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My Atheism and My Family

I'm an atheist, but I haven't always been one. My "deconversion" was a process that began around 3 1/2 years ago, and took over a year to be more or less complete.

The process began in earnest in an attempt to reconcile the Bible with the actual history of the planet as revealed through geology and biology. I'd just recently learned how many people were creationists (prior to that, I'd naively thought most people accepted evolution and the ancient age of the Earth), and at the time Intelligent Design was making big headlines. It made me wonder if I was being a bad Christian for not taking the Bible at face value. Well, the evidence for evolution and an ancient Earth are so overwhelming that there's really no doubt over them, so I vainly thought I'd be able to write a convincing essay showing how the Bible could be interpreted figuratively and still be accepted as true. However, by the time I'd finished researching the essay, I realized that the Bible couldn't have been divinely inspired. I didn't give up Christianity all at once with that realization, but it was a big first step, and within another year or two, I'd basically become an atheist. Obviously, there was a lot more to the process than just realizing that Genesis wasn't accurate, but that's not the point of this essay, so I won't bore the reader with those details (see here or here for more details, if you're interested).

It was around 6 years ago that I met the woman who was to become my wife. At the time, she was the one having doubts. Since I was still a good Christian then, I did a good job of telling her apologetics and getting her to start going back to church again. I was even the one who insisted that we get married in a church. Consider that it was only a few years later that I so thoroughly reversed my views, and you can imagine that she felt a bit mislead.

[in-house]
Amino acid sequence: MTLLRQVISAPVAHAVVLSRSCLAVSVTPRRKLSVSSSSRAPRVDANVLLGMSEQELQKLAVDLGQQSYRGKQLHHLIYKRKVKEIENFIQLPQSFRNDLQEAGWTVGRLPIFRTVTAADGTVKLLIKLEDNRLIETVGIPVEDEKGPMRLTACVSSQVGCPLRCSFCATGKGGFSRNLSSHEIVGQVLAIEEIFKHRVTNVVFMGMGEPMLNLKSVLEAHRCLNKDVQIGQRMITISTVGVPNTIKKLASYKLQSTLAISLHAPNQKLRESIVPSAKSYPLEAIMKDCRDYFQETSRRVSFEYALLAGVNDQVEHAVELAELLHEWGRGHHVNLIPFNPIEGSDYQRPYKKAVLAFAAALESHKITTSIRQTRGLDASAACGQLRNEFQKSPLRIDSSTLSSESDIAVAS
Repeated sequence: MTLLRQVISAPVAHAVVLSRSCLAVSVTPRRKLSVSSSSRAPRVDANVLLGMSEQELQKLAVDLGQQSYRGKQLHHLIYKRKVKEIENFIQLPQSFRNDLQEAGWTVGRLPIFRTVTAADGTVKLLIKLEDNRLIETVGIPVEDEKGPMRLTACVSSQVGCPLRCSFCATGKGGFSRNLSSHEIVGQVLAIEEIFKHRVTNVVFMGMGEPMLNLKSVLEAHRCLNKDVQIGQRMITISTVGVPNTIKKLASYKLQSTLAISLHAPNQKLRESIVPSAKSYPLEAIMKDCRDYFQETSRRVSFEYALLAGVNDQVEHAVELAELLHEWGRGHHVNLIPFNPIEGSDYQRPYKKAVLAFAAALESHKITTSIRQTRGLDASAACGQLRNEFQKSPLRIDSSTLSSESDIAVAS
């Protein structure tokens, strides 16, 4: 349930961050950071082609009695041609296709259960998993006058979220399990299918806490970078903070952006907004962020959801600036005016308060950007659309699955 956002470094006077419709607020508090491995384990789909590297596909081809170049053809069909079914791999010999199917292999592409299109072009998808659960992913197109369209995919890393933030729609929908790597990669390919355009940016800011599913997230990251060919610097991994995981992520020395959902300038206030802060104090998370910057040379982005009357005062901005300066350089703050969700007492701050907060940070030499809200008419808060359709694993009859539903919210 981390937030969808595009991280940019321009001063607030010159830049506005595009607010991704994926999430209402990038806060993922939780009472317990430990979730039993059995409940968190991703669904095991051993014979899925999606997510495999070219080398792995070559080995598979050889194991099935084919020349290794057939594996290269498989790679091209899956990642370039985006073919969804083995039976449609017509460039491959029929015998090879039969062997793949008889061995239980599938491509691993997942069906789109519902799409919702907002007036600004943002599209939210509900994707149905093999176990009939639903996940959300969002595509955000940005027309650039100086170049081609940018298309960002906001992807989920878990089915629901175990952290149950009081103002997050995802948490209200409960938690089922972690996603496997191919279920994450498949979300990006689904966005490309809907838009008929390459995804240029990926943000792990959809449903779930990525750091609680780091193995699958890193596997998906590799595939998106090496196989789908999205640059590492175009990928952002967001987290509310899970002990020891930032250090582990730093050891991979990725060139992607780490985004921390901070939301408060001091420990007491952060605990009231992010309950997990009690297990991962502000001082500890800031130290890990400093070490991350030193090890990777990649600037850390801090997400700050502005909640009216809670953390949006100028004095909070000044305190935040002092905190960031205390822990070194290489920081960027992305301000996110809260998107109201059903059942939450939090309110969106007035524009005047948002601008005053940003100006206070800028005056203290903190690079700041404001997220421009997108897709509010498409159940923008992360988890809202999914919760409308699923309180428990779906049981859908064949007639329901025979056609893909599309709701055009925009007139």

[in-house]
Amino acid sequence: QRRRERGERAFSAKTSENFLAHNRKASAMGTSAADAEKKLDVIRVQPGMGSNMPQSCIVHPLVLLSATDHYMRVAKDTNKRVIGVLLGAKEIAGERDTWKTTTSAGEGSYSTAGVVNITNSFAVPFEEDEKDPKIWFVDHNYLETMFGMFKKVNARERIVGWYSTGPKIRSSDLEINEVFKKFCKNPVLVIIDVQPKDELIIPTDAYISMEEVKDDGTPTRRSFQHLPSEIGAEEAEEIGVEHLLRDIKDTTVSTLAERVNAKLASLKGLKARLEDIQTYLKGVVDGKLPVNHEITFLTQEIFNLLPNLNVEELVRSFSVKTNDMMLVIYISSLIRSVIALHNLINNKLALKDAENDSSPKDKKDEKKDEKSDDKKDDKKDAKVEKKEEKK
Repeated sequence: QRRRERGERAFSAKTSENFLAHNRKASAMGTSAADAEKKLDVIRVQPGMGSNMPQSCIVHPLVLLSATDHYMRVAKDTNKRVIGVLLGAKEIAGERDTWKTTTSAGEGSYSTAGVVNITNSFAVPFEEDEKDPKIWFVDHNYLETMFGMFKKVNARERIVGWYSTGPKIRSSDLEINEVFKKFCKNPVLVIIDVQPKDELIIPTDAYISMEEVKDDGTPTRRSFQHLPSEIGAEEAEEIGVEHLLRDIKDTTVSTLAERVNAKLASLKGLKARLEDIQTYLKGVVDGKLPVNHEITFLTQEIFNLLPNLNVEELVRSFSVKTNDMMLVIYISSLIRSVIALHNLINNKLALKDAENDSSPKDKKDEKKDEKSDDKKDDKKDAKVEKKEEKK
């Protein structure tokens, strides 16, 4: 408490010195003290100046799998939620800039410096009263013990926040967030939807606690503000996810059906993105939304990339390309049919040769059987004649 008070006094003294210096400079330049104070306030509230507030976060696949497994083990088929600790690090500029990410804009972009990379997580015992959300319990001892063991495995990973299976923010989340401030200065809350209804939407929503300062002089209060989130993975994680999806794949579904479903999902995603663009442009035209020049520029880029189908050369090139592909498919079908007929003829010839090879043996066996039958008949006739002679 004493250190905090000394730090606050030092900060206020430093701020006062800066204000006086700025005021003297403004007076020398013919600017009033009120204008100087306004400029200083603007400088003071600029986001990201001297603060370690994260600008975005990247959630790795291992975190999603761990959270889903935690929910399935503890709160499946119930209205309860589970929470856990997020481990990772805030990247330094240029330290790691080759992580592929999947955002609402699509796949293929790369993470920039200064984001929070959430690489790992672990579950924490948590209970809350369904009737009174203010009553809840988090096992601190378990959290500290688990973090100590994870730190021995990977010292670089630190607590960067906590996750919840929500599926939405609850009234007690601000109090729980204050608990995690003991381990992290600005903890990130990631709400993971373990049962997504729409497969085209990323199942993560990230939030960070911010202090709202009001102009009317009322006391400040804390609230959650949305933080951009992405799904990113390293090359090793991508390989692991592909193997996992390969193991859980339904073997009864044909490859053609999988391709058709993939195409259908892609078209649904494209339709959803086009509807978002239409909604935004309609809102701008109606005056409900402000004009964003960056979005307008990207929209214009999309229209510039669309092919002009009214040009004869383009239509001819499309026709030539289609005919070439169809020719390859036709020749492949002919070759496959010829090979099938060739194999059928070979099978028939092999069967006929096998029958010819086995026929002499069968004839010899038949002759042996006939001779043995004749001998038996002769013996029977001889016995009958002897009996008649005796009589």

This period is also when I took on the responsibility of becoming a father. In fact, once I began having doubts about my religion, this responsibility was one of the main things that drove me to research the issue further - how could I teach my daughter things that I wasn't sure of myself? At first, being a good Christian, there was no question on how to address religion with her - respect everybody's views, but Christianity was the true religion. But once I started having my own doubts, things weren't so easy. I want her to think for herself, and I don't want to indoctrinate her into any particular view like I was into Christianity. So, I'm extremely sensitive to pointing out to her that she's going to have to decide these things for herself. (When I was partway through my deconversion and still considered myself a deist, I wrote about this in a series of e-mails with another non-Christian parent. Some of what I'm writing here I brought up in that essay, but they're still tough issues.)